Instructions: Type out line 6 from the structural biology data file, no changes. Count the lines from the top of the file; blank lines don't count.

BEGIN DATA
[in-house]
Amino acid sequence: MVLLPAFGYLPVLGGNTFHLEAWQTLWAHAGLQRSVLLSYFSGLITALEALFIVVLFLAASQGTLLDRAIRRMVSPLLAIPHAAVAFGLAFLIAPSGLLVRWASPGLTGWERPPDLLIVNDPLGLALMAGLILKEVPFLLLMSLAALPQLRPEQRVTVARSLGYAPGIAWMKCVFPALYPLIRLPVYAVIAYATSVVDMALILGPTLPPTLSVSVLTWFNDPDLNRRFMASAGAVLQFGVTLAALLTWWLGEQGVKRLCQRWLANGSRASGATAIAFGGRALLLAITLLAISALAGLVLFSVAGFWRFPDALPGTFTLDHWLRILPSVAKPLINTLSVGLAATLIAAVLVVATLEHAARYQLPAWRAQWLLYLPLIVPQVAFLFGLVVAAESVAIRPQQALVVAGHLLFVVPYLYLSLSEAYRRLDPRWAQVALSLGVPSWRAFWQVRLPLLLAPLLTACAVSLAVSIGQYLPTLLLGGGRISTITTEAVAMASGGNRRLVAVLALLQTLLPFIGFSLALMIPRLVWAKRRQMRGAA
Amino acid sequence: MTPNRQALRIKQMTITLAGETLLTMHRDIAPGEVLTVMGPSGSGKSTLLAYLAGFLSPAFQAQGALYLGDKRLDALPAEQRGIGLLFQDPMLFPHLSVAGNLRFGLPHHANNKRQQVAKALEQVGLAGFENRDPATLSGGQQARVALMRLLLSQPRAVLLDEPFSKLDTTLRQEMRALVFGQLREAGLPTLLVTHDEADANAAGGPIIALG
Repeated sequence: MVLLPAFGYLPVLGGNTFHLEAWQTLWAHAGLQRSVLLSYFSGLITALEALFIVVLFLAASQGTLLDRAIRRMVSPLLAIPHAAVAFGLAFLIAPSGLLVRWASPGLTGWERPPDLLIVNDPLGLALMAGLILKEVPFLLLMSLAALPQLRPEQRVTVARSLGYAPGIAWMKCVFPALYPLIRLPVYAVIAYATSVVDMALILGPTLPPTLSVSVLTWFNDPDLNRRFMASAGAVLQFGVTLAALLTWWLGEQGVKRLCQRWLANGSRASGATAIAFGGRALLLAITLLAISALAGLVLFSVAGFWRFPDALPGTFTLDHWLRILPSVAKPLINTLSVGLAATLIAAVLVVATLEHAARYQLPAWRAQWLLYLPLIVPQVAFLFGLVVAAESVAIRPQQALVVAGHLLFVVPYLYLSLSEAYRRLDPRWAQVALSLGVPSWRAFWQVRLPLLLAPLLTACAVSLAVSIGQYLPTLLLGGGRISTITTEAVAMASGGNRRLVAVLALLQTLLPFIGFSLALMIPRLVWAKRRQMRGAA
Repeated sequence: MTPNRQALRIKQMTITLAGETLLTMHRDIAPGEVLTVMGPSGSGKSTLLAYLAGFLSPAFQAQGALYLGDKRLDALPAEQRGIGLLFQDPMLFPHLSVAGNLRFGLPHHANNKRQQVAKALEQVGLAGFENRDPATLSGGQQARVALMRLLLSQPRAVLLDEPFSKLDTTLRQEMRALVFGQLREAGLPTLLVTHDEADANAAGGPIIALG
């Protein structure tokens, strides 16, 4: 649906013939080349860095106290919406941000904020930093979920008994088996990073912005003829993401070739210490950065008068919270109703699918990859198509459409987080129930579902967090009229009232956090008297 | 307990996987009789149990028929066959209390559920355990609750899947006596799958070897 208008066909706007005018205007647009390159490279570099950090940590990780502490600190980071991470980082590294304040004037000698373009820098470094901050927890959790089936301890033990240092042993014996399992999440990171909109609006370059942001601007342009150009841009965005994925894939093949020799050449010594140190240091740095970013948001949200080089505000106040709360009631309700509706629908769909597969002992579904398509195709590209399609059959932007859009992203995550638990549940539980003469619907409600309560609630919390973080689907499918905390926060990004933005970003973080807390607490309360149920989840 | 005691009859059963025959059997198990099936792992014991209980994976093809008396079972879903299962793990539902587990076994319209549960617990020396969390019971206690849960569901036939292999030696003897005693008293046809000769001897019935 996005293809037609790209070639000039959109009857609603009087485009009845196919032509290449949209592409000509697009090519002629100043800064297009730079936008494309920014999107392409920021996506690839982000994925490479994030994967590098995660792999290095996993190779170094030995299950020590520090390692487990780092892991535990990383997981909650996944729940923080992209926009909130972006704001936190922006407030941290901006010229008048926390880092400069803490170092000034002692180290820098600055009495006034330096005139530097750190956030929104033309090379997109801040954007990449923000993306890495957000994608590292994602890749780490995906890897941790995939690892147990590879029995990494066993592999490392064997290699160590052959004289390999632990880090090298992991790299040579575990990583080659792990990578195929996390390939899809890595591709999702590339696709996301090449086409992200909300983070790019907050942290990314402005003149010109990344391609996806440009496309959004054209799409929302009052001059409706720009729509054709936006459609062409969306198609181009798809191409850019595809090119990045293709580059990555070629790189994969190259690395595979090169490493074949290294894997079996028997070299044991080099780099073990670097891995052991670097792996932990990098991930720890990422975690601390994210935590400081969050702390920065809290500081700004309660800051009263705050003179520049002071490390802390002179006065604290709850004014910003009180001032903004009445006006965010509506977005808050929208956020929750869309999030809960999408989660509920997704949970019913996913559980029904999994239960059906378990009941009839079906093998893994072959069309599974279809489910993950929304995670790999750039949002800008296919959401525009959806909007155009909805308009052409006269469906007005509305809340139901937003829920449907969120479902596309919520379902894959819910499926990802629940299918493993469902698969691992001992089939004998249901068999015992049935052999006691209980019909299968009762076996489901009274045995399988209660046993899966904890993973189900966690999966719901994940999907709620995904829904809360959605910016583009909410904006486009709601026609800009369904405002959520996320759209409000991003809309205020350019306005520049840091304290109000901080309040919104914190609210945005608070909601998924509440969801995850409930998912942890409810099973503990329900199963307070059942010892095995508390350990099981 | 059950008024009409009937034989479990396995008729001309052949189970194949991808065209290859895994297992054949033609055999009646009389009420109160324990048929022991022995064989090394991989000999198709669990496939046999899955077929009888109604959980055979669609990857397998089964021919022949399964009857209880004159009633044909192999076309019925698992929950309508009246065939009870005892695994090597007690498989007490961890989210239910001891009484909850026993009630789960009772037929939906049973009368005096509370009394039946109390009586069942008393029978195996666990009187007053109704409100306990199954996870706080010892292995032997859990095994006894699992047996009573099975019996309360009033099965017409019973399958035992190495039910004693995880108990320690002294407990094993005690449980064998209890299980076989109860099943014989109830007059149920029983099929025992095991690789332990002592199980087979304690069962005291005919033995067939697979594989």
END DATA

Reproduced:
């Protein structure tokens, strides 16, 4: 649906013939080349860095106290919406941000904020930093979920008994088996990073912005003829993401070739210490950065008068919270109703699918990859198509459409987080129930579902967090009229009232956090008297 | 307990996987009789149990028929066959209390559920355990609750899947006596799958070897 208008066909706007005018205007647009390159490279570099950090940590990780502490600190980071991470980082590294304040004037000698373009820098470094901050927890959790089936301890033990240092042993014996399992999440990171909109609006370059942001601007342009150009841009965005994925894939093949020799050449010594140190240091740095970013948001949200080089505000106040709360009631309700509706629908769909597969002992579904398509195709590209399609059959932007859009992203995550638990549940539980003469619907409600309560609630919390973080689907499918905390926060990004933005970003973080807390607490309360149920989840 | 005691009859059963025959059997198990099936792992014991209980994976093809008396079972879903299962793990539902587990076994319209549960617990020396969390019971206690849960569901036939292999030696003897005693008293046809000769001897019935 996005293809037609790209070639000039959109009857609603009087485009009845196919032509290449949209592409000509697009090519002629100043800064297009730079936008494309920014999107392409920021996506690839982000994925490479994030994967590098995660792999290095996993190779170094030995299950020590520090390692487990780092892991535990990383997981909650996944729940923080992209926009909130972006704001936190922006407030941290901006010229008048926390880092400069803490170092000034002692180290820098600055009495006034330096005139530097750190956030929104033309090379997109801040954007990449923000993306890495957000994608590292994602890749780490995906890897941790995939690892147990590879029995990494066993592999490392064997290699160590052959004289390999632990880090090298992991790299040579575990990583080659792990990578195929996390390939899809890595591709999702590339696709996301090449086409992200909300983070790019907050942290990314402005003149010109990344391609996806440009496309959004054209799409929302009052001059409706720009729509054709936006459609062409969306198609181009798809191409850019595809090119990045293709580059990555070629790189994969190259690395595979090169490493074949290294894997079996028997070299044991080099780099073990670097891995052991670097792996932990990098991930720890990422975690601390994210935590400081969050702390920065809290500081700004309660800051009263705050003179520049002071490390802390002179006065604290709850004014910003009180001032903004009445006006965010509506977005808050929208956020929750869309999030809960999408989660509920997704949970019913996913559980029904999994239960059906378990009941009839079906093998893994072959069309599974279809489910993950929304995670790999750039949002800008296919959401525009959806909007155009909805308009052409006269469906007005509305809340139901937003829920449907969120479902596309919520379902894959819910499926990802629940299918493993469902698969691992001992089939004998249901068999015992049935052999006691209980019909299968009762076996489901009274045995399988209660046993899966904890993973189900966690999966719901994940999907709620995904829904809360959605910016583009909410904006486009709601026609800009369904405002959520996320759209409000991003809309205020350019306005520049840091304290109000901080309040919104914190609210945005608070909601998924509440969801995850409930998912942890409810099973503990329900199963307070059942010892095995508390350990099981 | 059950008024009409009937034989479990396995008729001309052949189970194949991808065209290859895994297992054949033609055999009646009389009420109160324990048929022991022995064989090394991989000999198709669990496939046999899955077929009888109604959980055979669609990857397998089964021919022949399964009857209880004159009633044909192999076309019925698992929950309508009246065939009870005892695994090597007690498989007490961890989210239910001891009484909850026993009630789960009772037929939906049973009368005096509370009394039946109390009586069942008393029978195996666990009187007053109704409100306990199954996870706080010892292995032997859990095994006894699992047996009573099975019996309360009033099965017409019973399958035992190495039910004693995880108990320690002294407990094993005690449980064998209890299980076989109860099943014989109830007059149920029983099929025992095991690789332990002592199980087979304690069962005291005919033995067939697979594989």